Blames weak demand environment for downward revision
ArcelorMittal will take a $4.3-billion goodwill impairment charge in its fourth quarter accounts, the steel-maker said on Friday, citing a “weaker macro economic and market environment in Europe.”
Shares of the world’s largest steel-maker fell sharply on Friday, down 2.7 per cent in early afternoon trade in Amsterdam, following the announcement.
Steel demand in Europe had fallen by about 8 per cent in 2012 alone, and a total of 29 per cent since 2007, the company said — in contrast to the US, where steel demand was up nearly 8 per cent, and was just 10 per cent below 2007 levels.
“This weaker demand environment, and expectations that it will persist over the near and medium term, led to a downward revision of cash-flow expectations underlying the valuation of the European businesses to which goodwill has been allocated,” it said.
Weak European demand has hit ArcelorMittal hard this year: in October the company reported that net income for the first nine months of the year had fallen to $300 million from $3.3 billion for the same period the year before, as sales fell 9.3 per cent, and it was hit by impairment and restructuring charges relating to its plans to close or idle its European assets.
And in November, ratings agency Moody’s cut the company’s debt rating to “junk,” with a negative outlook
After a brief recovery following the 2007 financial crisis, steel demand in Western Europe has slumped again, and is expected to fall around 8.5 per cent for 2012, according to consultancy CRU, which expects little improvement before the second quarter of 2013.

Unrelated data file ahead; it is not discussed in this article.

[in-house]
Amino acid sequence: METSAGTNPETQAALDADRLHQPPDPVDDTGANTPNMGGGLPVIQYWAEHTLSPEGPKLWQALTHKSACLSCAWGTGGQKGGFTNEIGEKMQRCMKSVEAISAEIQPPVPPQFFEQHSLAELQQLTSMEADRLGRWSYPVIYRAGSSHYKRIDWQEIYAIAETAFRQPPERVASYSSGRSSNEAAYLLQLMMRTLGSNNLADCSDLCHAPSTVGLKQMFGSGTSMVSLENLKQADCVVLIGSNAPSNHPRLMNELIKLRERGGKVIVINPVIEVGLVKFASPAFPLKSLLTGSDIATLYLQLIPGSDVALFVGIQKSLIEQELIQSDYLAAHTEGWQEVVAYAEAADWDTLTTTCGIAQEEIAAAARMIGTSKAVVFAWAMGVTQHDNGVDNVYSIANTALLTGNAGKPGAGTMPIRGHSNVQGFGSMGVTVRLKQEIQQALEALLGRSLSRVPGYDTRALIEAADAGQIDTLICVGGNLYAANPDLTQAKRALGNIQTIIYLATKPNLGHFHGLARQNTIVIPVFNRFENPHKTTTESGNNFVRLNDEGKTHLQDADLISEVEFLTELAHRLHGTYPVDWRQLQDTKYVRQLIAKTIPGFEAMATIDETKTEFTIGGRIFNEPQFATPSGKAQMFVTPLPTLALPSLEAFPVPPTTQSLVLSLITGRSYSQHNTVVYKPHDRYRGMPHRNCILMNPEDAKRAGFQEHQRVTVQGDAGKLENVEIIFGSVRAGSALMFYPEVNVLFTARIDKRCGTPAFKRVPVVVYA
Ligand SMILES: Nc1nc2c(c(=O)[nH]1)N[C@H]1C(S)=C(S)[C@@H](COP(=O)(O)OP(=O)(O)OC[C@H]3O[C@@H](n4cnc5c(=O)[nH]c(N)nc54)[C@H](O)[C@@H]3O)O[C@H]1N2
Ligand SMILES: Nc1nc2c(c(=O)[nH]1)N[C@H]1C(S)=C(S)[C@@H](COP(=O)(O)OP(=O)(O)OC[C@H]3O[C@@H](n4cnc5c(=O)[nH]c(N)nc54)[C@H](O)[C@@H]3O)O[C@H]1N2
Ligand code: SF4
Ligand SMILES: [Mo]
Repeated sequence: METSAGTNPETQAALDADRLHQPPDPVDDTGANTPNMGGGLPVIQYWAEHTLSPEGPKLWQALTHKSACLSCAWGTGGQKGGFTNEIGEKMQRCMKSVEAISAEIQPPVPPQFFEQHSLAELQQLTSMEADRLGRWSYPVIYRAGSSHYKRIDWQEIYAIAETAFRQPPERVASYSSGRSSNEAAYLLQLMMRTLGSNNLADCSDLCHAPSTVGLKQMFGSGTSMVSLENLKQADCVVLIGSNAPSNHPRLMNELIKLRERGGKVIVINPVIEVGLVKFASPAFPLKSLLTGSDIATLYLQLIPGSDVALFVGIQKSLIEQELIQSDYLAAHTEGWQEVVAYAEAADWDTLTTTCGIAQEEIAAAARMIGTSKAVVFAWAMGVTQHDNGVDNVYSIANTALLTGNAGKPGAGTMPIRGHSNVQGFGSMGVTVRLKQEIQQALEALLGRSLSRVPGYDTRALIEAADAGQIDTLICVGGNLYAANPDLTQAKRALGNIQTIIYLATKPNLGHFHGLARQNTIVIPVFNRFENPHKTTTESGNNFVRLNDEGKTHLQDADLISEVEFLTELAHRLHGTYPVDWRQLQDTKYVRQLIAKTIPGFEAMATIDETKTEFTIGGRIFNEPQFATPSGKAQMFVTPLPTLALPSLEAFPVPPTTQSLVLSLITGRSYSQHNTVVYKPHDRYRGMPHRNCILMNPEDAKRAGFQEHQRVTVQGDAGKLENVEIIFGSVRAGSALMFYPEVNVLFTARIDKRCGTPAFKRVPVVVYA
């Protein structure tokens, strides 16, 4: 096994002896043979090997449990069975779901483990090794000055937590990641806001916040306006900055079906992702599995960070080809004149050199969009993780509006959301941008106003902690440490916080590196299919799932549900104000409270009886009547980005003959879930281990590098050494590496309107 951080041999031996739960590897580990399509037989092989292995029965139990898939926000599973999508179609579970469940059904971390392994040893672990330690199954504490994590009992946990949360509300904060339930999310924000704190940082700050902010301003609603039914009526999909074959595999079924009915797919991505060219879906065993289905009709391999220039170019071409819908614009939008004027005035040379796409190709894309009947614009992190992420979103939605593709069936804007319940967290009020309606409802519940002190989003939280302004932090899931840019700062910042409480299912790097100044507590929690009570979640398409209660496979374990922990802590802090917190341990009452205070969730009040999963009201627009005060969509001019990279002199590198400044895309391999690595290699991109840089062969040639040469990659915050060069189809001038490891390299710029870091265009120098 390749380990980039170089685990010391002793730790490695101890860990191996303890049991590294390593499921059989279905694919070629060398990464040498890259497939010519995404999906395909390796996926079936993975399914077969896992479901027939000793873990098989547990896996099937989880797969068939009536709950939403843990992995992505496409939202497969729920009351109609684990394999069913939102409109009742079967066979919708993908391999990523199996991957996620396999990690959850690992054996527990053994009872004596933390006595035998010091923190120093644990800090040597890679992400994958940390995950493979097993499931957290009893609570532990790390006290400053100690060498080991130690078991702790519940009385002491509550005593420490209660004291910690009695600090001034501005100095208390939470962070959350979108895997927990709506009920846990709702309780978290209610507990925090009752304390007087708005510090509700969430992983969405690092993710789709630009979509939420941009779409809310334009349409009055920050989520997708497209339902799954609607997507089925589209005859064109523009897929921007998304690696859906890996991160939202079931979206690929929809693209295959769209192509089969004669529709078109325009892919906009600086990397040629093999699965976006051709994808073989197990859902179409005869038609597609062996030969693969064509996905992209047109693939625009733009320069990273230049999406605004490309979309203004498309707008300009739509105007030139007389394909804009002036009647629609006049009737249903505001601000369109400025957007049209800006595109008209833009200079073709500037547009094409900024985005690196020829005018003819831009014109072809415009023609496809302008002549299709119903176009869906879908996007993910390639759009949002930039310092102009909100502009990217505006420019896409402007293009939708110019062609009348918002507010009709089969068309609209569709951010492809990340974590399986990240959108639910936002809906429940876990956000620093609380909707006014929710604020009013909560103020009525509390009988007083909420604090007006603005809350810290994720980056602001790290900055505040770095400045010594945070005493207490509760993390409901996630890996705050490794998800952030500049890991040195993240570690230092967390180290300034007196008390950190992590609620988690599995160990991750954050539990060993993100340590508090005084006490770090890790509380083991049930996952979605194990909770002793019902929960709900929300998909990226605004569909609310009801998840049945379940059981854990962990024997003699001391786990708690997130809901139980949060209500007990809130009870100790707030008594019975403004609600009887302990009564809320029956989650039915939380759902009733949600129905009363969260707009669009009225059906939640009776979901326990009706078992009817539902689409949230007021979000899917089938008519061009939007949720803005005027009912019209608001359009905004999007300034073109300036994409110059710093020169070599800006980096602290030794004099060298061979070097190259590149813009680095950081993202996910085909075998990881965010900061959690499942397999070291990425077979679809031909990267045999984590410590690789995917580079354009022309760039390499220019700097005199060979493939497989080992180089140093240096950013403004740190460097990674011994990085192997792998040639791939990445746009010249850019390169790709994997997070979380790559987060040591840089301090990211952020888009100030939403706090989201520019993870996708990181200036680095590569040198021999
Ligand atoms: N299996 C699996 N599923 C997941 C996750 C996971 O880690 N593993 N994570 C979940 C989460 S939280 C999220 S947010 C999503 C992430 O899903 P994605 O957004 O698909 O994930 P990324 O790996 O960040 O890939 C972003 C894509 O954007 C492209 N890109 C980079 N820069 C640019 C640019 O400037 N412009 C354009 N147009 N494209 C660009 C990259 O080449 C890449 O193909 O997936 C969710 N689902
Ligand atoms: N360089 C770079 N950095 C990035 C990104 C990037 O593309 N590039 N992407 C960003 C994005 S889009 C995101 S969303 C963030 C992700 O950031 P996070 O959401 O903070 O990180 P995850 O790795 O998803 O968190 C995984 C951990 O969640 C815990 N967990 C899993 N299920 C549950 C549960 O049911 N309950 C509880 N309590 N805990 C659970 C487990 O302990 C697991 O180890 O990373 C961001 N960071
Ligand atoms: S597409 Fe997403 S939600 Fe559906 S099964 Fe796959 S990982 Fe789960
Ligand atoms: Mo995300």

Across Europe, steel-makers have taken measures to respond to the challenging environment, including weak demand and pricing, by either closing or idling existing infrastructure, though they have struggled to cut capacity in line with the sharp drop in demand.
Earlier this month, ArcelorMittal resolved a dispute with the French government over its plans to close two blast furnaces at its Florange plant in north-eastern France, agreeing to commit €180 million (Rs 1,270 crore) to the site over the next five years, and make no compulsory redundancies.
Last month Tata Steel said it would be cutting 900 jobs in Britain to position itself better for the persistently weak environment.